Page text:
Australia, U.S. partnership journeys to Outback

Australian Army Warrant Officer Class 2 Roderick Orchard talks about joint training operations with American paratroopers assigned to the 4th Infantry Brigade Combat Team (Airborne), 25th Infantry Division, U.S. Army Alaska, on Joint Base Elmendorf-Richardson, Alaska, July 1, 2015. (U.S. Air Force photo by Justin Connaher/Released)

Australian Army Warrant Officer Class 2 Roderick Orchard talks about joint training operations with American paratroopers assigned to the 4th Infantry Brigade Combat Team (Airborne), 25th Infantry Division, U.S. Army Alaska, on Joint Base Elmendorf-Richardson, Alaska, July 1, 2015. (U.S. Air Force photo by Justin Connaher/Released)

JOINT BASE ELMENDORF-RICHARDSON, Alaska --

Next week, the U.S. Army’s 3rd Battalion, 509th Infantry (Airborne), 4th Infantry Brigade Combat Team (Airborne), 25th Infantry Division is scheduled to jump with Australian jumpmasters as part of the joint forcible entry operation dubbed Operation Talisman Saber which serves two primary functions.

 

"The purpose of the exercise is first and foremost to reinforce our bilateral relationship with Australia," said U.S. Army Lt. Col. Matthew Hardman, 3-509th commander. "For us, it's all about deterring potential adversaries and reassuring neighbors, and we do that together. Peace comes from that."

 

Talisman Saber is routinely performed every other year, but the scope of the operation is anything but ordinary, Hardman said.

 

They will jump into the Kapyong Drop Zone -- named after an historic battle in the Korean War -- in Shoalwater Bay Training Area, Queensland, Australia.

 

The troops will leave JBER, fly more than a dozen hours and exit an aircraft on a continent many of them have never been to before while under operational leadership from another country. Afterward, they will perform ground operations for the rest of the day before turning around and flying back to Alaska to do it all over again the next day at the Malemute Drop Zone, Hardman said.

 

"It's as close to as real as possible," he added. "I think the [troops] are looking forward to that."

 

Successfully completing the operation requires the strategic assistance of the U.S. Navy, U.S. Marine Corps and U.S. Air Force Air Force, Hardman said.

 

"There's a joint strategic reach capability that's critical here -- our ability to reinforce and support allies, as well as to respond to crisis around the world," he stated. “Demonstrating that capability is critical to show we are able to do what we say we can do."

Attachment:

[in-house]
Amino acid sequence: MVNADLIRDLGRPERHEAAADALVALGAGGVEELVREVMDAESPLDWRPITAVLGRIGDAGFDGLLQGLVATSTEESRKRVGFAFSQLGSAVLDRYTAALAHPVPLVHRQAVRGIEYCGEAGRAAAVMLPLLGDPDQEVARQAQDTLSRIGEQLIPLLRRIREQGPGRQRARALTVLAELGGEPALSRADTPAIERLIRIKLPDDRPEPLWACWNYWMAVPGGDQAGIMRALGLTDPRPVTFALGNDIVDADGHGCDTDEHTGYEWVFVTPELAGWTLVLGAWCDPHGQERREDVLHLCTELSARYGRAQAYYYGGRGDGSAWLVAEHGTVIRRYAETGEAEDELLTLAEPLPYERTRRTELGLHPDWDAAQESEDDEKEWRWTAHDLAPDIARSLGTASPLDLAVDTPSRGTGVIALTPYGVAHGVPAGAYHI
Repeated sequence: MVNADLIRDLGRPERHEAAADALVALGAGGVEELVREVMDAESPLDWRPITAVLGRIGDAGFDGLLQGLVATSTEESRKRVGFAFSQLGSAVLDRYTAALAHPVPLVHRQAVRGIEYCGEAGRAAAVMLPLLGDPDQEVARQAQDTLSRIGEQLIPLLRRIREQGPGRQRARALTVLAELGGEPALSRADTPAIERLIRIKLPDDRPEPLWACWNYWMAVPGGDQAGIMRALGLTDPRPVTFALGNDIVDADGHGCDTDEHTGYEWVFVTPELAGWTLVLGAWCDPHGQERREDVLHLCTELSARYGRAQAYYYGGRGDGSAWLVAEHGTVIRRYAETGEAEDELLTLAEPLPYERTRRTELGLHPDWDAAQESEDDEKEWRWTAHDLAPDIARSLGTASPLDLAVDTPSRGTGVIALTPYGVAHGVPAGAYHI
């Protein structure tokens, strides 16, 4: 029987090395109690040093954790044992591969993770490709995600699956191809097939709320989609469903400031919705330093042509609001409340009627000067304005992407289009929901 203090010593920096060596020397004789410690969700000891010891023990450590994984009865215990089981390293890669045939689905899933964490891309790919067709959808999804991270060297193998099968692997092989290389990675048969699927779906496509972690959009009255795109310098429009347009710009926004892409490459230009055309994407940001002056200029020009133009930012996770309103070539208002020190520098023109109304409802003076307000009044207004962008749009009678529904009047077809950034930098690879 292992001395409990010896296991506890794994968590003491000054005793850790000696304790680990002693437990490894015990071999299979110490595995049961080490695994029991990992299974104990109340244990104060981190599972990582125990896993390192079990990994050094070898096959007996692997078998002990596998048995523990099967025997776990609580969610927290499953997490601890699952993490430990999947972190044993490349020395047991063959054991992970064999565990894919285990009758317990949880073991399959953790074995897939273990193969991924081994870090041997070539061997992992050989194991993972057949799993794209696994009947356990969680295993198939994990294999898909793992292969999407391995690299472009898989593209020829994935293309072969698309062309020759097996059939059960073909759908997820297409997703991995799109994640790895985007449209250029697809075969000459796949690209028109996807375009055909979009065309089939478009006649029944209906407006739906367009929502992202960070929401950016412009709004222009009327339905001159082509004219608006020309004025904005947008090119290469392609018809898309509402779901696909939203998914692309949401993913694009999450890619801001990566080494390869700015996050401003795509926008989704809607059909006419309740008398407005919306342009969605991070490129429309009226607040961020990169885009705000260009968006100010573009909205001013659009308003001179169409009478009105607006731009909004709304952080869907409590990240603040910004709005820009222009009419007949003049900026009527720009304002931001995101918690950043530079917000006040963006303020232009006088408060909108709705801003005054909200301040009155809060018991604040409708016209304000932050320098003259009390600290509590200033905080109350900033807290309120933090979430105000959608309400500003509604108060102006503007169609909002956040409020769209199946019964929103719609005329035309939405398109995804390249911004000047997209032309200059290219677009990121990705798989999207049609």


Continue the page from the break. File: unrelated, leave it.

Part of that strategic reach is careful and efficient planning coupled with effective communication among sister branches and Australian forces.

 

To that end, over the past two and a half weeks, a few Australian jumpmasters and instructors have been at JBER to help prepare 3-509th paratroopers for the operation ahead of them.

 

"We've been working battle preparation with the 509th and going through jump rehearsals," said Australian Army Warrant Officer Class 2 Roderick Orchard, jumpmaster and instructor. "The troops here are very professional."

 

Jumping into a foreign continent can be scary, but Australia, like Alaska, is well known for its unique wildlife.

 

"That's probably the number one thing we've been asked," Orchard said. "What's going to bite me and kill me?"

 

While wildlife safety is something which is taken seriously, sometimes a bit of good-natured humor can help assuage concerns.

 

"We have nine of the most venomous snakes in the world," Orchard said. "We've got lots of vaccines for our snakes, but I have yet to see a bear vaccine."

 

To prepare 3-509th paratroopers for the operation, Orchard and his compatriots jumped with them here in their own drop zone over the past few weeks.

 

The drop zone was named after the Battle of Kapyong, Korea, which took place April 23 and 24, 1951, in which the 3rd Battalion, Royal Australian Regiment forces, with the support of coalition partners, held their position against overwhelming odds as enemy forces attempted to recapture the city of Seoul.

 

The same interoperability that provided success in that battle is still being honed today through Operation Talisman Saber.

 

"The 509th's been a great host since we've been here," Orchard said. "It's been great to work with [them] and see the procedures and see how they work. [They’ve] been doing a great job -- and I'll be looking forward to working with [them] again."